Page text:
Northern rātā normally begins life as an epiphyte (perching plant) high in the branches of a host tree. As it grows, the plant sends roots down to the ground to get water and minerals. Eventually the descending roots widen in girth, become woody and form a supporting trunk for the mature northern rātā. A descending root can be seen to the left of the rimu trunk. Northern rātā also produces girdling roots, which encircle the trunk of the host plant. These help stabilise the descending roots as they grow thicker and provide support. The grooved descending root on the right of the rimu trunk belongs to the epiphytic shrub puka, Griselinia lucida.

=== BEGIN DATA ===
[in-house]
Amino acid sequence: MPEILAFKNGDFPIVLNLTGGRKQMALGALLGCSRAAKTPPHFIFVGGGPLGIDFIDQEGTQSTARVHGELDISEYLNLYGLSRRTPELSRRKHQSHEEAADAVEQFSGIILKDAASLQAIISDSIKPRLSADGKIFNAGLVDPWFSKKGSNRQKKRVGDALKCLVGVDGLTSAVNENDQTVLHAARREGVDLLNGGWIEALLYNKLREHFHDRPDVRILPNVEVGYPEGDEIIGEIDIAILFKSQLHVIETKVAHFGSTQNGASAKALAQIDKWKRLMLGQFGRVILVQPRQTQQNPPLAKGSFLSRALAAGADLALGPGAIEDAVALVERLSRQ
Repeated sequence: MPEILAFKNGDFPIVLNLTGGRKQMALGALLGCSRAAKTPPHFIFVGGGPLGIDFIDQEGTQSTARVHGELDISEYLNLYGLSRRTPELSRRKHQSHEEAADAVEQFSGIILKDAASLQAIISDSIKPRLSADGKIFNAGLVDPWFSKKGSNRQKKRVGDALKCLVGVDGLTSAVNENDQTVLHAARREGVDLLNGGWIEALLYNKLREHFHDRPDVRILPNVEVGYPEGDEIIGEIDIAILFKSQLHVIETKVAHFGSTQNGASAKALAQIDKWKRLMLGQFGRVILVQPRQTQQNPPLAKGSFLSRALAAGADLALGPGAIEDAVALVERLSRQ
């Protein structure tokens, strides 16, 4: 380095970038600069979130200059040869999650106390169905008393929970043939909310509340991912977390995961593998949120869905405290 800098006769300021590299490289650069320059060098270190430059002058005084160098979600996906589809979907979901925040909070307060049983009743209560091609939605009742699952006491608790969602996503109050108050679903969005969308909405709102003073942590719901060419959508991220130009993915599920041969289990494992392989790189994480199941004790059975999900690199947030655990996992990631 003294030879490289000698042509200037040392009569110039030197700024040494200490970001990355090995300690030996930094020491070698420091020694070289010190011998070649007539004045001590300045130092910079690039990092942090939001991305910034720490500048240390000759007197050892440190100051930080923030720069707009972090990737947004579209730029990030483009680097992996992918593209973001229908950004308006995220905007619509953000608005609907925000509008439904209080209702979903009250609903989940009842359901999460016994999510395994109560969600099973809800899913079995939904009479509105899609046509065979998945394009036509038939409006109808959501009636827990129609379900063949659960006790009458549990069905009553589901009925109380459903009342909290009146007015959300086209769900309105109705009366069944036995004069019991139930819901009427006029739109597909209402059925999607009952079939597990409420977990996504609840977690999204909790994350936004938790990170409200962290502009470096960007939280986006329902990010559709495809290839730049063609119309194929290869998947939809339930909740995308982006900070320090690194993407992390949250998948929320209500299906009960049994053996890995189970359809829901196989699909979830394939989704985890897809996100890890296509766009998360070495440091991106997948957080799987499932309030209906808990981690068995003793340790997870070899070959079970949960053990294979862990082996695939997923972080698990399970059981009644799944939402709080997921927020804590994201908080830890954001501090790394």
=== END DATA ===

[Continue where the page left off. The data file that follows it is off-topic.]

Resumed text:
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Te Ara - The Encyclopedia of New Zealand
Photograph by Melanie Lovell-Smith
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